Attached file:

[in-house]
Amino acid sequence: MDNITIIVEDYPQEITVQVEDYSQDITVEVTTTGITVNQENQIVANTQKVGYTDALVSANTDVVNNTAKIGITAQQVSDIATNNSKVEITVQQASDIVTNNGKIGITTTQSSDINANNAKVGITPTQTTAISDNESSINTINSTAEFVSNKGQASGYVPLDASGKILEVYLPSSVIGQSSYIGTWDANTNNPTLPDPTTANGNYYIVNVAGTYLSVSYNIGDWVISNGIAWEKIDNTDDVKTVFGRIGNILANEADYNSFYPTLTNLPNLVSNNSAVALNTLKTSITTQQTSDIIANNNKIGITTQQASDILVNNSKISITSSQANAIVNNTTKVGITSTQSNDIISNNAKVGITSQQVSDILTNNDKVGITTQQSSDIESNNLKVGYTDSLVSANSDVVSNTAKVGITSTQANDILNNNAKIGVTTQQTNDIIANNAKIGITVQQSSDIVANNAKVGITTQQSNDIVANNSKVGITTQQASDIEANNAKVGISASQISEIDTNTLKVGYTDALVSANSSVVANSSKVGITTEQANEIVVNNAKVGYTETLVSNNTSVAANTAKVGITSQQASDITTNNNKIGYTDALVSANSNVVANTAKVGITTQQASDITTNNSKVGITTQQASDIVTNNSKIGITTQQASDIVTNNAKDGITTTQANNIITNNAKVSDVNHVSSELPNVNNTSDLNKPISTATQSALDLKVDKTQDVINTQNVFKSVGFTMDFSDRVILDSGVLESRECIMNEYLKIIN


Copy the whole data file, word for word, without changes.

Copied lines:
[in-house]
Amino acid sequence: MDNITIIVEDYPQEITVQVEDYSQDITVEVTTTGITVNQENQIVANTQKVGYTDALVSANTDVVNNTAKIGITAQQVSDIATNNSKVEITVQQASDIVTNNGKIGITTTQSSDINANNAKVGITPTQTTAISDNESSINTINSTAEFVSNKGQASGYVPLDASGKILEVYLPSSVIGQSSYIGTWDANTNNPTLPDPTTANGNYYIVNVAGTYLSVSYNIGDWVISNGIAWEKIDNTDDVKTVFGRIGNILANEADYNSFYPTLTNLPNLVSNNSAVALNTLKTSITTQQTSDIIANNNKIGITTQQASDILVNNSKISITSSQANAIVNNTTKVGITSTQSNDIISNNAKVGITSQQVSDILTNNDKVGITTQQSSDIESNNLKVGYTDSLVSANSDVVSNTAKVGITSTQANDILNNNAKIGVTTQQTNDIIANNAKIGITVQQSSDIVANNAKVGITTQQSNDIVANNSKVGITTQQASDIEANNAKVGISASQISEIDTNTLKVGYTDALVSANSSVVANSSKVGITTEQANEIVVNNAKVGYTETLVSNNTSVAANTAKVGITSQQASDITTNNNKIGYTDALVSANSNVVANTAKVGITTQQASDITTNNSKVGITTQQASDIVTNNSKIGITTQQASDIVTNNAKDGITTTQANNIITNNAKVSDVNHVSSELPNVNNTSDLNKPISTATQSALDLKVDKTQDVINTQNVFKSVGFTMDFSDRVILDSGVLESRECIMNEYLKIIN